Swine Program


Dr. Robert (Bob) Morrison

Portrait of Dr. Robert Morrison A man of the utmost integrity, Bob was a beloved father, husband, uncle, father-in-law, brother-in-law, grandpa and friend. He was honest, hard-working, loyal, open-minded, grateful, genuine and humble. He was a kind man with a gentle soul. He cherished his children and grandchild, and cared endlessly for his wife. Bob was happy as long as his wife Jeanie was by his side; together they traveled the world, were active in their community and church, started a squash scholarship for underserved youth, opened their home to students, and passionately supported their children. Bob had many hobbies including bee-keeping and making "Bob's Other Honey," leatherworking, watching hockey, woodworking, sailing trips with friends, whist, biking and playing squash.

"Dr. Morrison was an international leader in the swine industry," says Dr. Trevor Ames, dean of the college. Bob was hired by the University of Minnesota in 1986 and recently launched the Swine Health Monitoring Project, which provides weekly reports on the health status of over 50% of the U.S. sow herds.  Dr. Morrison also coordinated two internationally-respected swine health management conferences: the St. Paul, MN-based Allen D. Leman Swine Conference and the Leman China Conference in Nanjing, China.  The conferences are named for UM professor Dr. Al Leman, who served as Dr. Morrison's graduate advisor. In China, Dr. Morrison is called "Professor Mo" and is a highly respected swine veterinarian. He started working with Chinese swine producers more than 20 years ago and had made great contributions to the development of the industry. For many in Chinese swine community, he is a teacher, a mentor, and a friend. Leman China will carry forward Dr. Morrison's legacy to improve swine production through providing science-driven solutions TM.

 I hope I have helped and inspired others along their path as others have helped me.

-- Bob Morrison

Dr. Morrison was also a pillar of the swine community here in the United States. In 2016, he was recognized with the prestigious Master of the Pork Industry award by the National Hog Farmer for his dedication to swine producers. At this occasion, Dr. Morrison stated that he was a curious mind, always eager to learn and this is how he will be remembered. Today, the swine community is paying homage to our friend and colleague, to his drive, devotion, and integrity. David Preisler, executive director of the Minnesota Pork Producers Association, said Morrison and the other veterinarians involved in the accident are well known in Minnesota and worldwide. “This is a very deep blow to the pork-producing community on a number of levels,” Preisler said. “Professionally and personally, all of them are fantastic people.”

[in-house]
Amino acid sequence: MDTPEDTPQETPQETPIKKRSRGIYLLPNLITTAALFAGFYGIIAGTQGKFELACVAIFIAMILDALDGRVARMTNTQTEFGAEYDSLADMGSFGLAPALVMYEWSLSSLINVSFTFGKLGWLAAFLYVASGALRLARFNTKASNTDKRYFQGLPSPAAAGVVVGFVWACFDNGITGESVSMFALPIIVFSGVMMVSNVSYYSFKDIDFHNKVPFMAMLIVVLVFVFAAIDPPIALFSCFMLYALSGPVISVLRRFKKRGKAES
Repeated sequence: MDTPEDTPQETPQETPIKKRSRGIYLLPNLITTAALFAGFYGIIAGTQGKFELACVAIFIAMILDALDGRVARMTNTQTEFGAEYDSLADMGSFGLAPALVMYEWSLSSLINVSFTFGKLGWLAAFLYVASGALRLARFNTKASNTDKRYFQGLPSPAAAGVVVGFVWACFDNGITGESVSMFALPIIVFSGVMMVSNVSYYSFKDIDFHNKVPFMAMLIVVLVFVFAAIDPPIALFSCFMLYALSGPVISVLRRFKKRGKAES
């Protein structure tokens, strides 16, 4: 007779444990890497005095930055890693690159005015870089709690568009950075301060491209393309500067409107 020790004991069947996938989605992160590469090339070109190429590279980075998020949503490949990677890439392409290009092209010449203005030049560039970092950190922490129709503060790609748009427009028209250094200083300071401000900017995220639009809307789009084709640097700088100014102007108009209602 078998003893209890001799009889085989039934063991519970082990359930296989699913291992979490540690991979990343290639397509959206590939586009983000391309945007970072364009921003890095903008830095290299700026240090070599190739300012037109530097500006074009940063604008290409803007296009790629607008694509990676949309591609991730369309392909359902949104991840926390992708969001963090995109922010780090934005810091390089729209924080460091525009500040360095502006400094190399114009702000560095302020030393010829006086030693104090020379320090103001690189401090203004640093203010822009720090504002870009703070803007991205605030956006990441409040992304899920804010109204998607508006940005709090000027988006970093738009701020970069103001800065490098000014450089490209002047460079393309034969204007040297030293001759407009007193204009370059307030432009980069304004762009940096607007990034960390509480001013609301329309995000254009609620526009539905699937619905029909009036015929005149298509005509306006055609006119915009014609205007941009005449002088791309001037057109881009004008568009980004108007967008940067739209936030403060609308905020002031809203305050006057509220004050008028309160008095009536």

Tribute in the press:

Bob Morrison's legacy

University of Minnesota, swine industry mourn loss of Bob Morrison

Well-known U vet among 3 Minnesotans killed in Czech Republic crash

Dr. Carlos Pijoan

Portrait of Dr. Carlos Pijoan Researcher, Clinician, Teacher, Mentor, and Lifelong Learner, the founding director of the Swine Disease Eradication Center, Dr. Carlos Pijoan was recruited to the University of Minnesota in 1982 after emerging as an international leader in swine health research in his native Mexico. He is recognized worldwide for his contributions to knowledge of swine respiratory disease, and his work on the influence of swine production systems on the dynamics of microorganisms such as PRRS virus, Haemophilus parasuis, Streptococcus suis, and Mycoplasma hyopneumoniae.

Dr. Pijoan received his veterinary degree from the National University of Mexico in 1969 and his Ph.D. from the University of Surrey in the United Kingdom in 1973. In 1982, he joined the University of Minnesota College of Veterinary Medicine, where he was the founder and director of the Swine Disease Eradication Center and a professor in the Veterinary Population Medicine department. Dr. Pijoan oversaw the professional development of numerous graduate students from around the world, many of whom have made significant contributions to the swine industry. His many honors and awards included the Norden Teaching Excellence Award in 1991, the Mark of Excellence Award in 2001, the Pfizer Award for Research Excellence in 2002, and Best Teacher awards in 1999, 2000, and 2001. Dr. Pijoan died on Jan. 9, 2007, after a three-year battle with pancreatic cancer. Carlos truly touched uncountable lives, both personally and professionally, throughout the global swine and research communities.


Dr. Allen D. Leman

Portrait of Allen Leman holding two piglets Throughout his career, Dr. Leman worked to define the link between swine disease and swine production. Al understood how a university could influence practitioners and empower them to be leaders for the swine industry.

In 1974 Dr. Allen D. Leman, a new University of Minnesota Extension veterinarian, and Dr. Jim Hanson, director of the College of Veterinary Medicine’s continuing education program, initiated this conference to present new information and discuss issues important to the swine industry. Al understood how a university could influence practitioners and empower them to be leaders for the swine industry. This conference for Minnesota practitioners began in a small lecture hall on the St. Paul Campus and has evolved into the multisession, international meeting it is today.

Al left the University of Minnesota in 1986. After his death in 1992, the swine conference for veterinarians and producers was renamed in his honor.  The swine faculty continues to provide the leadership in developing this program and remains committed to Al’s vision of excellence.